The treatment of Indigenous Languages in Kenya’s Pre- and Post-independent Education Commissions and in the Constitution of 2010

Martin C. Njoroge, Moses Gatambuki Gathigia


An indigenous or community language is the language that nurtures the child in the early years of his or her life. The UNESCO land mark publication in 1953 underscores the importance of educating children in their community languages: an education that is packaged in a language which the child does not understand is simply difficult for the child. Kenya has had a number of education commissions that significantly address the place of indigenous languages in a child’s education. Further, Kenya Constitution on its part tackles language issues too. This paper, therefore, examines how the Constitution and the various colonial and post-colonial educational commissions that have been undertaken in Kenya treat indigenous languages. Should these indigenous languages be used as a medium of instruction? What are their benefits to a child’s life? To answer these questions, the historical method of study which utilizes mainly secondary and primary sources of data is adopted. The main sources of primary data which form the basis of the discussion and analysis in the paper are Kenya’s constitution (2010) and the educational commissions and reports in the two epochs: colonial and post-colonial periods. The main sources of secondary data scrutinized include: written documents such as books, journals and newspapers. The paper notes that the various educational commissions contain numerous recommendations that have informed Kenya’s education sector over the years on the way indigenous languages should be utilized for both individual and national development. This notwithstanding, the paper concludes that indigenous languages in Kenya have been given a short shrift to the advantage of English language hegemony. The paper proposes a sound implementation of the commissions’ recommendations in order to revitalize indigenous languages so that a Kenyan learner can reap benefits that accrue from the use of indigenous languages in education.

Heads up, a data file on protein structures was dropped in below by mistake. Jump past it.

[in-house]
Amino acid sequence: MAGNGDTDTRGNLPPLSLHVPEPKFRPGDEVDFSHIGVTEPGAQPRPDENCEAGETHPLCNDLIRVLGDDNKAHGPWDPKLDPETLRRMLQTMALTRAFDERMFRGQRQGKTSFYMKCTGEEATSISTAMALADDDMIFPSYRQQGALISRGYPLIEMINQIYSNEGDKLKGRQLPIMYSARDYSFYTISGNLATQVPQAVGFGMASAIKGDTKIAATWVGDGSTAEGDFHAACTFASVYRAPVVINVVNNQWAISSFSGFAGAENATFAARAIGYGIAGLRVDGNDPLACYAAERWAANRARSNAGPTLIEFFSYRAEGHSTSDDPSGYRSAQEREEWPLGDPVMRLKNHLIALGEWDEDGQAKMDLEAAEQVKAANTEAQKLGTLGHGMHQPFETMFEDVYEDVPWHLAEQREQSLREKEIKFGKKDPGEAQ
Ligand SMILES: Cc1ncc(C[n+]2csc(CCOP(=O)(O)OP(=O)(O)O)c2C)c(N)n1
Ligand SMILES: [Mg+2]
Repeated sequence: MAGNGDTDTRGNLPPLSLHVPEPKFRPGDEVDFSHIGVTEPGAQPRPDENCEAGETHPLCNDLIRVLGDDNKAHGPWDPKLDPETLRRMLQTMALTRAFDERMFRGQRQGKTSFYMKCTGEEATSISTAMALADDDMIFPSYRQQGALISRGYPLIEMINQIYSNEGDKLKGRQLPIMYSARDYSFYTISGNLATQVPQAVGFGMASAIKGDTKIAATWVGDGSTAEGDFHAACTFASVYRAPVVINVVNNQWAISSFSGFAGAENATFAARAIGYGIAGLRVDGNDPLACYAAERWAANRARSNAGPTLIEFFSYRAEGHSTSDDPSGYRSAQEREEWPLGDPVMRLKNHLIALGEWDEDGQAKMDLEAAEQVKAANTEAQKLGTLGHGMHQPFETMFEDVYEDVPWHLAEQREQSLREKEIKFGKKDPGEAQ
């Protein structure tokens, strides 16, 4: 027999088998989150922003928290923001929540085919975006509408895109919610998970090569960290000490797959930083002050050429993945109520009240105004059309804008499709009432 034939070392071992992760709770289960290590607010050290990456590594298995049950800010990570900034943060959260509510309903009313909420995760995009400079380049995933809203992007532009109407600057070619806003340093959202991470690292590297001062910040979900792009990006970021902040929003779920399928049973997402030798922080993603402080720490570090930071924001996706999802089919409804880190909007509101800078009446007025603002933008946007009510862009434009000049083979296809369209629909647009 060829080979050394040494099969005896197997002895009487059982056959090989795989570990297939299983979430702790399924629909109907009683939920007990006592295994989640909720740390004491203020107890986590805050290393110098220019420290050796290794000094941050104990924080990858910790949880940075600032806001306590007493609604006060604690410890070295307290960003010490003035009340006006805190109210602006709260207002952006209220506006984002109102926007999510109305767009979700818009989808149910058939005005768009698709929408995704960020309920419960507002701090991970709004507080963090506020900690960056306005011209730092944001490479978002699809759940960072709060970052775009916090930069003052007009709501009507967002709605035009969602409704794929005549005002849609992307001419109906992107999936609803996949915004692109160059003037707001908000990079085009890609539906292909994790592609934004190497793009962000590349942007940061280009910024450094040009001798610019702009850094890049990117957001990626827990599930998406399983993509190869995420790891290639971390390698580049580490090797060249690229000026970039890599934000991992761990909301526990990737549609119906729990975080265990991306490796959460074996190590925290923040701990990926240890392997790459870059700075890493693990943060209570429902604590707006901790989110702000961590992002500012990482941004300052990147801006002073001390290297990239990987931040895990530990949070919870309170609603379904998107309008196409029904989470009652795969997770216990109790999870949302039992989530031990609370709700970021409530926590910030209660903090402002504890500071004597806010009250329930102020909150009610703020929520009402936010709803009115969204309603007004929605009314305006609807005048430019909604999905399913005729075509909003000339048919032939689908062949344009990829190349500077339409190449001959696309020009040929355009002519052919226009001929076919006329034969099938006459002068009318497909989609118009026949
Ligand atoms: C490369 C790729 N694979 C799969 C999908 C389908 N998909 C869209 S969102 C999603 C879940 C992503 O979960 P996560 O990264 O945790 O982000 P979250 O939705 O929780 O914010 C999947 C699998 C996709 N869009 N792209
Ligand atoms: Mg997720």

Indigenous languages, treatment, colonial, post-colonial, education commissions, constitution

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